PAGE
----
JAX Notes June 15, 2011

Leukemia protein may be target for Alzheimers disease therapies

The classic signs of Alzheimer's disease are accumulations in the brain of amyloid plaques and neurofibrillary tangles composed of intracellular hyperphosphorylated tau protein. But these plaques and tangles alone don't explain the severe neurodegeneration in the brains of people with Alzheimer's. A research team led by Dr. Peter Davies, head of the Feinstein Institute's Litwin-Zucker Center for Research in Alzheimer's Disease, North Shore/LIJ, found compelling evidence that Alzheimer's-like neurodegeneration can result from activation of Abelson tyrosine kinase (c-Abl), a tyrosine kinase known to regulate cell differentiation, division and adhesion, and to be involved in the pathogenesis of chronic myeloid leukemia (CML) (Schlatterer et al. 2011).This finding may lead to new therapies for treating Alzheimer's and other neurodegenerative diseases.

Davies and his colleagues suspected that c-Abl is responsible for the brain neurodegeneration in people with Alzheimer’s because it co-localizes with Alzheimer plaques and tangles, phosphorylates tau, and regulates cell division and apoptosis. Its role in cell division is particularly important because aberrant neuronal cell division is suspected to be responsible for the brain degeneration in people with Alzheimer's. Davies and his team therefore investigated the effects of c-Abl over-expression in tet-inducible B6.Cg-Tg(Camk2a-tTA)1Mmay Tg(tetO ABL1*P242E*P249E)CPdav/J mice (AblPP/tTA mice). These double transgenic mice express a constitutively active form of the human ABL1 gene under the control of the forebrain-specific mouse calcium-calmodulin-dependent kinase II (Camk2a) promoter.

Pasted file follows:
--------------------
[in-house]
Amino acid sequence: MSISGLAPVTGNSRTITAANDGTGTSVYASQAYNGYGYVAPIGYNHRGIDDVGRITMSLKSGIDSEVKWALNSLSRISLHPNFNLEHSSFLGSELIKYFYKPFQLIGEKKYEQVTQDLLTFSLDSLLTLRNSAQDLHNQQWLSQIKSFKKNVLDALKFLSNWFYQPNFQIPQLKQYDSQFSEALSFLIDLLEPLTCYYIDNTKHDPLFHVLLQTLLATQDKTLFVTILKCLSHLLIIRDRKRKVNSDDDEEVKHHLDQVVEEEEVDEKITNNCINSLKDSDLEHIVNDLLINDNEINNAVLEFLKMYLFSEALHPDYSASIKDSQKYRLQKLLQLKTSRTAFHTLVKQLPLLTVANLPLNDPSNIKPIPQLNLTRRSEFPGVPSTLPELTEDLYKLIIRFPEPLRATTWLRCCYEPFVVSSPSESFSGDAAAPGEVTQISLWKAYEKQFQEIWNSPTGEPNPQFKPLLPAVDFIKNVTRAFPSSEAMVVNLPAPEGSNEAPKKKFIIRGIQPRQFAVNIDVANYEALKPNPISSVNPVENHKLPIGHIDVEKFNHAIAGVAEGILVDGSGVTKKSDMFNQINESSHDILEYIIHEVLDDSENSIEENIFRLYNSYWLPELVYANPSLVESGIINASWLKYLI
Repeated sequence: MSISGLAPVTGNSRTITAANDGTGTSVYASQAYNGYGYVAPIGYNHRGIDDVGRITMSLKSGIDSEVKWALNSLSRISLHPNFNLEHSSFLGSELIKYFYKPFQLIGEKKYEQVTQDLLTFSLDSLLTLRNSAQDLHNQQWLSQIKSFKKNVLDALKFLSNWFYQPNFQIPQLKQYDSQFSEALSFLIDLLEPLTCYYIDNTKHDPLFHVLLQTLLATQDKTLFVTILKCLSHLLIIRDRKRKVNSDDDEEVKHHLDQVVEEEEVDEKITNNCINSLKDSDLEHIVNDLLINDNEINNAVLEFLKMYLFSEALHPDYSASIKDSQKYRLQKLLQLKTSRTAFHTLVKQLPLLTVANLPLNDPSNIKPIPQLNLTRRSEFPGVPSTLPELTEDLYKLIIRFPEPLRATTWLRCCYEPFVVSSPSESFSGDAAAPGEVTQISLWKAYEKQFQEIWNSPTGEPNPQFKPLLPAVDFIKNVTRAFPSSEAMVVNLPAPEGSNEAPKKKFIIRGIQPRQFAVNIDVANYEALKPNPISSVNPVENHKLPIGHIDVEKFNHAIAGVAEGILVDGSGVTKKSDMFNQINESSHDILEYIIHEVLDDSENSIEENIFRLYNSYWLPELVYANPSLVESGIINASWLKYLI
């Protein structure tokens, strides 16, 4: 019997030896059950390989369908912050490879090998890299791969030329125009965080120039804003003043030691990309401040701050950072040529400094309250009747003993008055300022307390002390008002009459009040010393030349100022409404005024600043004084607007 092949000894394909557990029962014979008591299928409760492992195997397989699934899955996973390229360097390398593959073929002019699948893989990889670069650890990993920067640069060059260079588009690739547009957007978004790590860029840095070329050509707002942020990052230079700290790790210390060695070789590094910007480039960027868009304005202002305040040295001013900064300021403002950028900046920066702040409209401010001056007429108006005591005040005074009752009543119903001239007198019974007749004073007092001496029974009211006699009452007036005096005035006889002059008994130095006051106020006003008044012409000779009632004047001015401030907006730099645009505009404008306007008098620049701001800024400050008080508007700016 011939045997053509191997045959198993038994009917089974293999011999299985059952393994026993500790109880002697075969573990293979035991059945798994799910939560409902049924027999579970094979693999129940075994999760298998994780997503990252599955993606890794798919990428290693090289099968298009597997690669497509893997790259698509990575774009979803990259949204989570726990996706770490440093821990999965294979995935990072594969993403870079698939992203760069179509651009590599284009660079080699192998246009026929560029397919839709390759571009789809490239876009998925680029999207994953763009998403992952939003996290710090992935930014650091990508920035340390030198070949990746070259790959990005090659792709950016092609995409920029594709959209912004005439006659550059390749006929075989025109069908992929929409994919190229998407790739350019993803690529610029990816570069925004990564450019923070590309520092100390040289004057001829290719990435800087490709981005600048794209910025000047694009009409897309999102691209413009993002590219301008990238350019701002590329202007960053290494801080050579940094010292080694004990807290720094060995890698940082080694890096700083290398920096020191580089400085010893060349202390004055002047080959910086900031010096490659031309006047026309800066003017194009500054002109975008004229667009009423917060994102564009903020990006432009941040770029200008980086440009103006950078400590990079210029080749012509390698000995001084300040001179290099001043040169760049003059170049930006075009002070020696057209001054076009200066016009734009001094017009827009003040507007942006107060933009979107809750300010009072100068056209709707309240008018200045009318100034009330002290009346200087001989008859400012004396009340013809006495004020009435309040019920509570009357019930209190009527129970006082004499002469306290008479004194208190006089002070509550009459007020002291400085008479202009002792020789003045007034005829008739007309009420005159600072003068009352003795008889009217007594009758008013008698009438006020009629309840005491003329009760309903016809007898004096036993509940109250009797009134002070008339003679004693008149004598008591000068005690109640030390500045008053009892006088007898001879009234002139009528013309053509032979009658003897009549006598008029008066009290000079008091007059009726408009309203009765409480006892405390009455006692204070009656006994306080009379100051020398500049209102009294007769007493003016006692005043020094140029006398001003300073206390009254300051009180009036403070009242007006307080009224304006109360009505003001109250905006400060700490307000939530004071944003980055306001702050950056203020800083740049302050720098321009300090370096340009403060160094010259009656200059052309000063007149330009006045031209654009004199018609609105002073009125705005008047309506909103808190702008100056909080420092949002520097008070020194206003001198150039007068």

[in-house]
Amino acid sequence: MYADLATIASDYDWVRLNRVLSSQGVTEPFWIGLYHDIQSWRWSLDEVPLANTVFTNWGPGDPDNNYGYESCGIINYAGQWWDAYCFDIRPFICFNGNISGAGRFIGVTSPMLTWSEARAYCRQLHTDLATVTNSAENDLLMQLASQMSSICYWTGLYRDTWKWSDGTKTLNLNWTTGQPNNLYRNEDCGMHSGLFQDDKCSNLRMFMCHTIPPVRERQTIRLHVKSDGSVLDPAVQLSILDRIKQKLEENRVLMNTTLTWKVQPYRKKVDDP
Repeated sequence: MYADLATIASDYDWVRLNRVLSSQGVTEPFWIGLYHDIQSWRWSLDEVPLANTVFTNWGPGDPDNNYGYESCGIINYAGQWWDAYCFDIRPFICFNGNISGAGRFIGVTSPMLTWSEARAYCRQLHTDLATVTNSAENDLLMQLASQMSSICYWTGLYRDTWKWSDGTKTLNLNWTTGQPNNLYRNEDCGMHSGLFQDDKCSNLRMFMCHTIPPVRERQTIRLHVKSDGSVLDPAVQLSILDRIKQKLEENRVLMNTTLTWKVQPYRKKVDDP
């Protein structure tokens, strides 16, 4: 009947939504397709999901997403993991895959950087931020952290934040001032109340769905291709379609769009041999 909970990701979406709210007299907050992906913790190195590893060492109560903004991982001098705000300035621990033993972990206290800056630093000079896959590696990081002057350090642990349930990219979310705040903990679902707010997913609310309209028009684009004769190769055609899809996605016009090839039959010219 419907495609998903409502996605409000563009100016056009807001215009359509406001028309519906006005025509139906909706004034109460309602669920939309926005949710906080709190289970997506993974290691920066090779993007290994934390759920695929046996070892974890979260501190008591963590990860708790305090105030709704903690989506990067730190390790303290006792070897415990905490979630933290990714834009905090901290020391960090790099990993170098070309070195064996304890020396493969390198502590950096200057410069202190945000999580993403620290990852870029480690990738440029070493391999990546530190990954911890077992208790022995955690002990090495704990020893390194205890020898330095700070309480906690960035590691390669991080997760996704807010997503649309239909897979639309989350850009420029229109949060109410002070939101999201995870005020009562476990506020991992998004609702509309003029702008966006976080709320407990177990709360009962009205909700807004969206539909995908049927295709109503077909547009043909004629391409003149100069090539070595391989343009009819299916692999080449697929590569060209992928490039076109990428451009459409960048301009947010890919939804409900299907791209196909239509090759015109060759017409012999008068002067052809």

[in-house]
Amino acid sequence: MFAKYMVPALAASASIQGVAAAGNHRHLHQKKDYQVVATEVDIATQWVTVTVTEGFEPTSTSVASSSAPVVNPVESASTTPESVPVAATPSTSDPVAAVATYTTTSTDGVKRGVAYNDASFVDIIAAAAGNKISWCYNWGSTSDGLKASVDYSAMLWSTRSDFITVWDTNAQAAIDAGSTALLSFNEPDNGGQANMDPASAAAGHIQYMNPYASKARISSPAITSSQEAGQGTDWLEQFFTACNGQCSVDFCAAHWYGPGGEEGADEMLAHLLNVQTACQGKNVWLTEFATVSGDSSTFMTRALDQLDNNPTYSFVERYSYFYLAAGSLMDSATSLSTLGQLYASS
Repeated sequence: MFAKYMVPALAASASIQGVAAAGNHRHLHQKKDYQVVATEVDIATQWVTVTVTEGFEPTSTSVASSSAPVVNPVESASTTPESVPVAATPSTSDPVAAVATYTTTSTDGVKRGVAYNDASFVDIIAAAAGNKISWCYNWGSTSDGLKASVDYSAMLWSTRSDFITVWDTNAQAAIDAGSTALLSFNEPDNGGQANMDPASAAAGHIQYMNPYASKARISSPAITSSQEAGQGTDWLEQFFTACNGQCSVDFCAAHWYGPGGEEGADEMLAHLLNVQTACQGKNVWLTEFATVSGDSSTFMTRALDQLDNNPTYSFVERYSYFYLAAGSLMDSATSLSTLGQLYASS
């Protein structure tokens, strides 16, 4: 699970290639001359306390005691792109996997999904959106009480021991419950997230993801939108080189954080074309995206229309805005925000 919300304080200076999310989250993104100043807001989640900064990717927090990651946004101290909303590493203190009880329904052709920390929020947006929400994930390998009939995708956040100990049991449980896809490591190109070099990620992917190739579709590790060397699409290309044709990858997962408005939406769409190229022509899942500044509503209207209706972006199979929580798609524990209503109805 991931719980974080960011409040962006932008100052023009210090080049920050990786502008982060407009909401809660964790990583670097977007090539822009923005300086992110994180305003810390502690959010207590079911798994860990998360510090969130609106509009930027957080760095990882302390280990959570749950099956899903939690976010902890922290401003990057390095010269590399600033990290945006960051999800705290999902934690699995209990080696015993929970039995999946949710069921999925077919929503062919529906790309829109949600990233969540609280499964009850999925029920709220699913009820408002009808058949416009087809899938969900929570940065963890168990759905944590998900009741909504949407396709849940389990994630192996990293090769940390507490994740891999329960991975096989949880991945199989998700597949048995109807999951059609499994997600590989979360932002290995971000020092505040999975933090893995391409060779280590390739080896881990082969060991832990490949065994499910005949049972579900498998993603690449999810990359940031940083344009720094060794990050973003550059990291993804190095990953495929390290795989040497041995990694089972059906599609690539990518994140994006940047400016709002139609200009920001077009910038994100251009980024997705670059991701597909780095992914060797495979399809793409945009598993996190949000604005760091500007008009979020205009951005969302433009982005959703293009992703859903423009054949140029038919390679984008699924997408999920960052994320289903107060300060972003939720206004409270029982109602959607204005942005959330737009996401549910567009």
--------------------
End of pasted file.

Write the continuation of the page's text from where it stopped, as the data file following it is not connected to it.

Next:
The transgene's expression can be regulated with doxycycline: mice fed a normal diet without doxycycline ("off-dox") constitutively express the activated c-Abl transgenic protein in the forebrain; a doxycycline-supplemented diet eventually shuts the transgene off.  Davies and his team found that, off-dox, AblPP/tTA mice exhibit 20-30 times more c-Abl activity than normal, increased tau phosphorylation, and abnormal microgliosis (accumulation of microglial cells) and astrocytosis (abnormal increase in the number of astrocytes and the destruction of nearby neurons). The neurodegeneration culminates in a nearly complete loss of neurons in the CA1 hippocampal region in the majority of the oldest mice (21-24 weeks old). Neither amyloid plaques nor neurofibrillary tangles are observed in even the oldest of these mice, indicating that they are not required for the observed neurodegeneration. Curiously, female mice survive to 24 weeks off-dox, but males only survive to 14 weeks.  The reasons for the survival difference between the sexes are unknown.

The Davies team also analyzed the effects of over-expressing c-Abl's sister protein, Arg (the ABL2 gene product), in comparable tet-inducible ArgPP/ttA mice. The two proteins are highly homologous, sharing approximately 90% of their kinase domain sequences, and both phosphorylate tyrosine 394 of tau. The researchers found that though the levels of transgene expression and kinase activity are similar in both mice, ArgPPP/tTA mice do not develop the same pathologies as AblPP/tTA mice, even when off-dox for up to 30 weeks, illustrating the specificity of the c-Abl effect.

In summary, the Davies team produced strong evidence that the neurodegenerative and neuroinflammatory pathology in AblPP/tTA mice is due to c-Abl activity. Their evidence suggests that c-Abl plays a significant role in the pathology of Alzheimer's and may be an important therapeutic target in the fight against the disease.

The TET SystemA) In the Tet-Off system, transactivator protein (tTA) binds to the tetracycline-responsive promoter element (TRE) and activates transgene expression. In the presence of tetracycline (Tc) or doxycycline (Dox), tTA is unbound and transgene expression is off. B) In the Tet-On system, reverse tetracycline-controlled transactivator protein (rtTA) is unbound in the absence of Dox, resulting in an inactive transgene. In the presence of Dox, rtTA binds to the TRE and activates transgene expression. In both Tet-Off and Tet-On, tTA and rtTA expression can be driven by tissue-specific promoters, thereby regulating target gene expression in a tissue-specific manner.

References

Schlatterer SD, Tremblay MA, Acker CM, Davies P. 2011. Neuronal c-Abl overexpression leads to neuronal loss and neuroinflammation in the mouse forebrain. J Alzheimers Dis Mar 2. [Epub ahead of print] PMID: 21368377.